Assange and the UN

Keep a scandal simmering for long enough, and people will get bored with it. That must be most people’s reaction to the latest news about the Assange case: a UN ruling that he has been ‘unlawfully detained’. He’s a funny-looking bloke, and hasn’t he been accused of rape? Why shouldn’t he go and face the music in Sweden about that? Well, my longish piece of about a year ago ( explains clearly why. I’ve nothing to add to that. It still stands. The UN ruling bears me out to the hilt. But do you think the British and Swedish governments will take any notice? Or will need to, in view of his semen-smeared reputation?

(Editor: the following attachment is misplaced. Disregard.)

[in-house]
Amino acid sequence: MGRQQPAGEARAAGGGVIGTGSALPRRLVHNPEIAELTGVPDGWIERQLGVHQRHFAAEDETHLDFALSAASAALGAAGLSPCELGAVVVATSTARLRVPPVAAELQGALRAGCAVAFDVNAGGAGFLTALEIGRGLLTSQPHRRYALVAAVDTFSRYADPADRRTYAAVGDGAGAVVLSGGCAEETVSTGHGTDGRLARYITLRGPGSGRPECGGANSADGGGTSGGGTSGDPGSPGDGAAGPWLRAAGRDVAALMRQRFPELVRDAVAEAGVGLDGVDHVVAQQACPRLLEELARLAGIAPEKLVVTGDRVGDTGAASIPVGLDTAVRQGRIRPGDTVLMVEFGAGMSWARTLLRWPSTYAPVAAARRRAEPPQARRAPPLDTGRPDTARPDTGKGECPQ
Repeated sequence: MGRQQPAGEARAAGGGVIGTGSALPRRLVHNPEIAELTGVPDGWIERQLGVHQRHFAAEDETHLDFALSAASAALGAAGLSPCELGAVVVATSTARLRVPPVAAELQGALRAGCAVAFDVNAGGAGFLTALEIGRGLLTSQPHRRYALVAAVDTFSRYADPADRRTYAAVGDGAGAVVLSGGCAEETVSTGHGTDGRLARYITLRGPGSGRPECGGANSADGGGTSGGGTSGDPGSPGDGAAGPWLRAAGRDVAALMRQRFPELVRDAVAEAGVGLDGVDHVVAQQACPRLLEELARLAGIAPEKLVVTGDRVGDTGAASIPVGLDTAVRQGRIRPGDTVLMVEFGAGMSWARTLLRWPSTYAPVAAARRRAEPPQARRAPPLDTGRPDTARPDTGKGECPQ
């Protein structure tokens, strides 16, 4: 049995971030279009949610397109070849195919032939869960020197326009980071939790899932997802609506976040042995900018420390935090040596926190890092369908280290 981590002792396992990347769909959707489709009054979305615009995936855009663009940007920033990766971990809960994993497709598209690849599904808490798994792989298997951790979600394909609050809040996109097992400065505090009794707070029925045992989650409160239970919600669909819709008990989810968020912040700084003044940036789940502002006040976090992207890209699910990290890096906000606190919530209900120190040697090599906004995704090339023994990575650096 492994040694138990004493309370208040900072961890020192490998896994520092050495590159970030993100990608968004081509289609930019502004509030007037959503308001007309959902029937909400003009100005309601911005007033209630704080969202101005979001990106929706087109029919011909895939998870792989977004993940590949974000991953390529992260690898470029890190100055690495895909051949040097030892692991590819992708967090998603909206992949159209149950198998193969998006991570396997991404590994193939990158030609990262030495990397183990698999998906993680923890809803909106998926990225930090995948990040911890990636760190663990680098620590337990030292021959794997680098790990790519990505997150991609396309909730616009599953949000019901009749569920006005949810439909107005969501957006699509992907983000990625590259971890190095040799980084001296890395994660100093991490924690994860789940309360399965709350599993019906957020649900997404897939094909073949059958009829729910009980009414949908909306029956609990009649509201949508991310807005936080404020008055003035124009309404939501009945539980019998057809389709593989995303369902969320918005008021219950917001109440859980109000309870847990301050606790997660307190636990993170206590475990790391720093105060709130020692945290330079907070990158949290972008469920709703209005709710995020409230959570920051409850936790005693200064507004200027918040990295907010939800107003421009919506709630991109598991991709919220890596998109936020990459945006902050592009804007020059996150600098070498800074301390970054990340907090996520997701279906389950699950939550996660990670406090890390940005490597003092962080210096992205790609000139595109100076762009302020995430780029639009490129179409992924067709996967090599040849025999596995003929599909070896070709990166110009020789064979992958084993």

Fundamentally, the question was simple. Assange was perfectly willing to face trial either if he were questioned in the UK; or if the Swedish government would promise – which it is in their power to do – that he wouldn’t be re-extradited to the USA on Wikileaks-associated charges. One or other of those two things – not both. It is genuinely puzzling, and may also be suspicious, that those two very fair and straightforward requests weren’t met. Many Swedes think so too.

For the rest – the problems with the European Arrest Warrant, for example, and with the Swedish justice system – go to my earlier piece. I’m too bored to go over it yet again.

About bernardporter2013

Retired academic, author, historian.
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